Poetry, Flash Fiction, Songs

The Royal Wedding

Published in Microfiction Monday, November 10, 2014

The Royal Wedding, by Dan Campbell

Before the wedding, there were the usual preparations. The princess tried on wedding dresses and the royal maids dusted and mopped night and day. The royal secret service positioned snipers and checked for bombs in the church and mines in the street. The royal police trained in crowd control while the royal army stationed tanks in strategic locations and filled the sky with drones. Royal_Wedding_Reception_01 Meanwhile the prince, who was just a frog the week before, remembered his friends who croaked in the night, and he wept when the princess ordered the royal environmental agency to drain his frog-days pond.

 

I recently discovered the musician Ed Hamell and I have really enjoyed his energy and no holds barred lyrics.

 

One of my favorite poetry forms is the villanelle. A villanelle is a nineteen-line poetic form consisting of five tercets followed by a quatrain. There are two refrains and two repeating rhymes, with the first and third line of the first tercet repeated alternately until the last stanza, which includes both repeated lines. I welcome any comments and constructive criticism. Dan

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Thank you Grim Reaper  grimreaper

Without you I’d be a lazy thing,
I would keep putting off today,
unafraid of what tomorrow brings.

I wouldn’t care what tomorrow brings
because what’s the hurry anyway?
Without you I’d be a lazy thing.

Today would be just a carefree fling
if I stayed around and never went away,
unafraid of what tomorrow brings.

But it is you, Death, that is king.
Let me repeat again if I may
without you I’d be a lazy thing.

I’d never know tears or mourning,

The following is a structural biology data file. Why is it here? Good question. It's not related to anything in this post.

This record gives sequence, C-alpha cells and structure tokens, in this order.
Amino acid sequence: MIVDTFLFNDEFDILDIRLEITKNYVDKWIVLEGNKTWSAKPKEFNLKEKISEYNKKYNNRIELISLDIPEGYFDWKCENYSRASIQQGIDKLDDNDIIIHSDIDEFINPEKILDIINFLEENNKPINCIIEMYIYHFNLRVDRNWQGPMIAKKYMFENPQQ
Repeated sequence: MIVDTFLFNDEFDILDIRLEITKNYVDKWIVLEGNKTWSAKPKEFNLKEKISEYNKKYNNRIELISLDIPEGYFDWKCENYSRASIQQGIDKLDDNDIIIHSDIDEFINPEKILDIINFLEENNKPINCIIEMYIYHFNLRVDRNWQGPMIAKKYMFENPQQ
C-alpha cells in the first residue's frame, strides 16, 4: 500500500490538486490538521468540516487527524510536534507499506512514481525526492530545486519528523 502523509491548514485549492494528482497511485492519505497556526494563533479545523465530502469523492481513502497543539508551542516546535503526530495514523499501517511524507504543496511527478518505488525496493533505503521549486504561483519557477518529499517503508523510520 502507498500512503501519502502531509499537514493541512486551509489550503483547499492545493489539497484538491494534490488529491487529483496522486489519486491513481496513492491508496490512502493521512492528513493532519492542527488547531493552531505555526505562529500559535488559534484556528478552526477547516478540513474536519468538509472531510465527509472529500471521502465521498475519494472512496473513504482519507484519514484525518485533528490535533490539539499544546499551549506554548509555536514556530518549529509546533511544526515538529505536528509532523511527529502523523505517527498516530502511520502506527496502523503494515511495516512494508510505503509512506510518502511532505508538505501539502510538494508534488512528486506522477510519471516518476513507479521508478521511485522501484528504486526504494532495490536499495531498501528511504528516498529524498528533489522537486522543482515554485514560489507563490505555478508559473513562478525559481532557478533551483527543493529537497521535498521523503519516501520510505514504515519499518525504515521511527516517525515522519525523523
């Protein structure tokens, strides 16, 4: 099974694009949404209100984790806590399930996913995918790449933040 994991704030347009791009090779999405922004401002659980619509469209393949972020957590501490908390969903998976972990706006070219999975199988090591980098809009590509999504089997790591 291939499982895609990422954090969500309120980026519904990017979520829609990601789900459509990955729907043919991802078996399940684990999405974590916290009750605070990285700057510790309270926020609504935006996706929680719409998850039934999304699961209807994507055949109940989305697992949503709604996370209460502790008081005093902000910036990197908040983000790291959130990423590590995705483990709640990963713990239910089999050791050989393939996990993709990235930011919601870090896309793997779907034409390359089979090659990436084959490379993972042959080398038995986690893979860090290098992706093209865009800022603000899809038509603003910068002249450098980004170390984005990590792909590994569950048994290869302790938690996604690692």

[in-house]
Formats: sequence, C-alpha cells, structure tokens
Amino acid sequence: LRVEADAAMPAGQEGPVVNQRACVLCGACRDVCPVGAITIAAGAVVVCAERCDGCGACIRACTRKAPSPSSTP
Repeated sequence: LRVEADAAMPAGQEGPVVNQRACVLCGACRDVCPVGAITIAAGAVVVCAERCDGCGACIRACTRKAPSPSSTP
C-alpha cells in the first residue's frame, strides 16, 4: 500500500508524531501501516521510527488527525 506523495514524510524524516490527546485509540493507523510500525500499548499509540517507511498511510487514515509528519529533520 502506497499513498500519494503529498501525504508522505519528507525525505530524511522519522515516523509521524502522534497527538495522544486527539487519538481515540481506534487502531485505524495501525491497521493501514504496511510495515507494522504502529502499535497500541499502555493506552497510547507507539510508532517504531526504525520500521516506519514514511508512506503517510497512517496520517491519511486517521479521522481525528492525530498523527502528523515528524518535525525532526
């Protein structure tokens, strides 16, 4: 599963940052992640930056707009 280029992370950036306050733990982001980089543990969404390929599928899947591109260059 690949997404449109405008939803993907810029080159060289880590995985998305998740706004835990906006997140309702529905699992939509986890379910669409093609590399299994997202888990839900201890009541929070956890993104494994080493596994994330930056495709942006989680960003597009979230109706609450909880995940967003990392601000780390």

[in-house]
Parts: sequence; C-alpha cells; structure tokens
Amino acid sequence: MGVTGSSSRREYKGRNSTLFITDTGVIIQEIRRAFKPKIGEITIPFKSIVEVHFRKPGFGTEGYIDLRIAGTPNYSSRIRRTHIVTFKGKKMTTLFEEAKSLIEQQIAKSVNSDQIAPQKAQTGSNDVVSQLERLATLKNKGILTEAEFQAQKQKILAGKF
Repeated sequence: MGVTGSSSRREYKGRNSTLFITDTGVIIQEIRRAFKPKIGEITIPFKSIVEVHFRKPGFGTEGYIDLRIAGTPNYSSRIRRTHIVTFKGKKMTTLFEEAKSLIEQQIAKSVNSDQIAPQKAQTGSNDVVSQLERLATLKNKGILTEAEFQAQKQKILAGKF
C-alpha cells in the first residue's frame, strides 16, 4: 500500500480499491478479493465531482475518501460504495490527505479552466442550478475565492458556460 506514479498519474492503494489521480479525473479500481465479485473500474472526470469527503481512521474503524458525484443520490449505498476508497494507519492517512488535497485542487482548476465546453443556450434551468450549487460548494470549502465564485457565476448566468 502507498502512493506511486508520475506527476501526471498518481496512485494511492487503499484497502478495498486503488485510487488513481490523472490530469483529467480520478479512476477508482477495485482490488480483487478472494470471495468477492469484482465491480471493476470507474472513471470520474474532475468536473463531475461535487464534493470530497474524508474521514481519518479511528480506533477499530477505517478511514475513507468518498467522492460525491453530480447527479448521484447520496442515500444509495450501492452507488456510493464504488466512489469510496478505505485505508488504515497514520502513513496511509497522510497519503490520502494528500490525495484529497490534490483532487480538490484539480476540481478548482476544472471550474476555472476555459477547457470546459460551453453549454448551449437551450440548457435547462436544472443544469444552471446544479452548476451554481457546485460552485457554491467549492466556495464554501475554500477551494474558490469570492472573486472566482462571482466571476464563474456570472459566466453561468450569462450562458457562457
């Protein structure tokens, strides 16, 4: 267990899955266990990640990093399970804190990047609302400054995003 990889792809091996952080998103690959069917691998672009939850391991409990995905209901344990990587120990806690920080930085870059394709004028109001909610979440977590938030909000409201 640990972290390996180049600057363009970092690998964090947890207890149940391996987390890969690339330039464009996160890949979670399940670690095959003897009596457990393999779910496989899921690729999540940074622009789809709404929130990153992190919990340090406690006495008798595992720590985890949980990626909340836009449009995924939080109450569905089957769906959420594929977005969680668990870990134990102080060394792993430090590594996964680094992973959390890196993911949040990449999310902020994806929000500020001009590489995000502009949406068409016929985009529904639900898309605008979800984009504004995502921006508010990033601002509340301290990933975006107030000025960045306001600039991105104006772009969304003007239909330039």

I would be a clueless child at play
unafraid of what tomorrow brings.

Instead of blaming, your praises I sing.
Before you take me I want to say
that without you I’d be a lazy thing,
unafraid of what tomorrow brings.

A Postcard from Konanga | Published in Molotov Cocktail, July 2014.

by Dan Campbell

Having a wonderful time; wish you were here. We took a tour yesterday and saw cyclops children peering through windows of doorless houses. The natives worship the moon, it controls the flow of their urges and their blood; women carry baskets of fog all morning; there are twenty-one verbs for different ways to spit and one must bow before three-legged dogs to show respect. wolf

Packs of wolves make the forests dark with their black sweat; shadows are lined up against a wall at noon and shot; faces are painted blue to ward off a moth’s evil eyes and on odd-numbered days handfuls of hummingbirds are released with dreams strapped to their beaks. But no one here slits the throats of rivers and a homeless day can beg for alms without a license; tomorrow we leave on a cruise to pull up salt by its roots and then we’ll backpack to the place where storks are shaped like letters of the alphabet.

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Dan Campbell is a banjo player from North Carolina who is currently working in the swampland of Washington DC. His poetry has been published in more than two dozen magazines and he has earned $48.63 in royalties so far.

 

 

Please let me know if you enjoyed this or think it sucks.  Gracias, Dan

THE CONFESSION 

“Bless me, Father, for I have sinned and it has been 24 years since my last confession.”  confession

“Sit my son, I am glad you have returned. I am the new priest here and this is my first confession.”

“Father, I knew your mother Mary years ago, someone told me you are her son.”

“Yes, she has lived here many years, she was once a nun but left the Order, she never said why.” “She did not want me to become a priest but I told her that I was following God’s calling.” “But enough about me, tell me son, how have you sinned?”

“Father, I am your father.”

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